When Can Infants Get the Flu Shot?

The flu can affect people of all ages, but children younger than 5 are at higher risk for developing serious complications. Children younger than 2 are at an even higher risk. The flu vaccine reduces your child’s chances of getting the flu, but it doesn’t mean he or she will not get it. Children who get the flu after getting their flu shots tend to have fewer symptoms or symptoms that are not as severe as children who do not get the flu shot.

What is the flu? The flu – or Influenza – is a virus that affects your breathing passages. It can affect the brain and entire body.

What are symptoms of the flu? Sore throat, fever (100-103°F), headache, cough, fatigue and muscle aches are some of the most common symptoms.

The flu is especially hard on vulnerable populations. Children younger than 5 years are vulnerable because their immune systems are still immature. Influenza killed 80,000 people in the U.S. in 2017, including 180 children. More than 20,000 kids were hospitalized.

How does the flu spread? The flu is spread two ways:

  • By touch (a sick person touches his/her nose or mouth and then deposits the germs by touching a doorknob, restaurant menu or elevator button.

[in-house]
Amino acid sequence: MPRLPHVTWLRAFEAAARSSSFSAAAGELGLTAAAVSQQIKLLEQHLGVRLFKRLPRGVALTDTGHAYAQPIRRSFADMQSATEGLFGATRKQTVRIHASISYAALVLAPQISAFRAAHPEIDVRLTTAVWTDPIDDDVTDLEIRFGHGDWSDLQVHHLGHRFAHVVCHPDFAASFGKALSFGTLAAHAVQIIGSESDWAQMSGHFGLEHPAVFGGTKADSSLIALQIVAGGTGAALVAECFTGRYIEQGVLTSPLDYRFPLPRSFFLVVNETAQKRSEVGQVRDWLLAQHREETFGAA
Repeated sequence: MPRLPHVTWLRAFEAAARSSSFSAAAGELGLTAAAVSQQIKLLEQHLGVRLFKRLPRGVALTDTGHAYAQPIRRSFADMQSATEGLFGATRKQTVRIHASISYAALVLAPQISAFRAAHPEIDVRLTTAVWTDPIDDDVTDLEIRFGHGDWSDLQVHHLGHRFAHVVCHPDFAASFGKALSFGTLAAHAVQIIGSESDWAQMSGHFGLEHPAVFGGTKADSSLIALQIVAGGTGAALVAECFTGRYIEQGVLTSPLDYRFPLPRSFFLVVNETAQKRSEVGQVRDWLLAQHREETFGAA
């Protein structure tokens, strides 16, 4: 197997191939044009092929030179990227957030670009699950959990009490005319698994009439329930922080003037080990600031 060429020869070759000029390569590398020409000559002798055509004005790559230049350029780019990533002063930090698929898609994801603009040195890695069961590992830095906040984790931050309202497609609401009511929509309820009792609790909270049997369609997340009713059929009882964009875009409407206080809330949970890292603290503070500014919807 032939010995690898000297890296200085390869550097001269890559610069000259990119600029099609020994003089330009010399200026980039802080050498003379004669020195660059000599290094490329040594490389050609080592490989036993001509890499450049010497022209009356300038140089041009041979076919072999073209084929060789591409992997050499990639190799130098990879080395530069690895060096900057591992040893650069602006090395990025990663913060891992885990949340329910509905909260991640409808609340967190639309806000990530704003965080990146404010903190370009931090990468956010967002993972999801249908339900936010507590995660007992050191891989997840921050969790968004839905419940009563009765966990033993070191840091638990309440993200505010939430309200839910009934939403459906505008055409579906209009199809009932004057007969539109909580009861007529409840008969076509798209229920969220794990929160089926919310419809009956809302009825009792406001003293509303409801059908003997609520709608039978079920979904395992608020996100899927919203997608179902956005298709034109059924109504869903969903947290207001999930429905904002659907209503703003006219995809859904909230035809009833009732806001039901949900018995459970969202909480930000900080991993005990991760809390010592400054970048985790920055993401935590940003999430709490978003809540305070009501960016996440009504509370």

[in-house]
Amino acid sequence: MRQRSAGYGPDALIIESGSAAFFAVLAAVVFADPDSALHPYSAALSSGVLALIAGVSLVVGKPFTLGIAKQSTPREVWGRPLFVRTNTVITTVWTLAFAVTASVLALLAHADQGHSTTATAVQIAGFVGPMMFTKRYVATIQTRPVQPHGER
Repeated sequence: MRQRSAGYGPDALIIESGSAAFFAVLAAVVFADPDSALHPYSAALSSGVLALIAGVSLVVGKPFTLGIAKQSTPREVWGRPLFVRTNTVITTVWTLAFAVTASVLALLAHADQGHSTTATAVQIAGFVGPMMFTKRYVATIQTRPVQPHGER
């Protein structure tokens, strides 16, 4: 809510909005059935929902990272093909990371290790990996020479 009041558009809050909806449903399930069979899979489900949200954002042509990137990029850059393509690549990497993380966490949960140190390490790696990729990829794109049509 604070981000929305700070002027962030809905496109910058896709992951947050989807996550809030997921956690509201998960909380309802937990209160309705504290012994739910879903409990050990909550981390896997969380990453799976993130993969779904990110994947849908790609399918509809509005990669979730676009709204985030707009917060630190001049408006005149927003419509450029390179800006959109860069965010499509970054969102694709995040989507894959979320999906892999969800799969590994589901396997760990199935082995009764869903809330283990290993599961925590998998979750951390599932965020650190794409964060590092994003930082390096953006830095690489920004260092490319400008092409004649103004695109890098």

• Tiny droplets from sneezing, coughing, or talking can spread the flu.

When can infants get the flu shot? The Centers for Disease Control recommend a yearly flu vaccine for everyone 6 months and older. Some children 6 months through 8 years might need two doses for best protection. Ask your pediatrician about getting the flu shot for your child.

The main reason for infants to get the flu shot is to protect against complications. The immature immune system of children younger than 5 years means they can more easily develop complications from the flu, including:

  • Pneumonia – an infection and inflammation of the lungs
  • Dehydration – when a child loses more water and salt than he or she takes in
  • Worsening of long-term medical problems (heart disease, asthma, etc.)
  • Brain dysfunction such as encephalopathy
  • Ear infections and sinus problems
  • In some rare cases, flu complications can lead to death.

Pediatric Partners of Augusta advises that pregnant women and children 6 months or older get their annual flu shots as soon as possible. Contact your pediatrician for more information.

Pediatric Partners has three locations to better serve our patients. The Evans office is at 411 Town Park Blvd.; the downtown Augusta office is at 1303 D’Antignac St., Suite 2600; and the new Grovetown office is at 5135 Wrightsboro Road. For more information about Pediatric Partners, call the office at 706-854-2500, visit PedPartners.com, or follow the Pediatric Partners of Augusta Facebook page.

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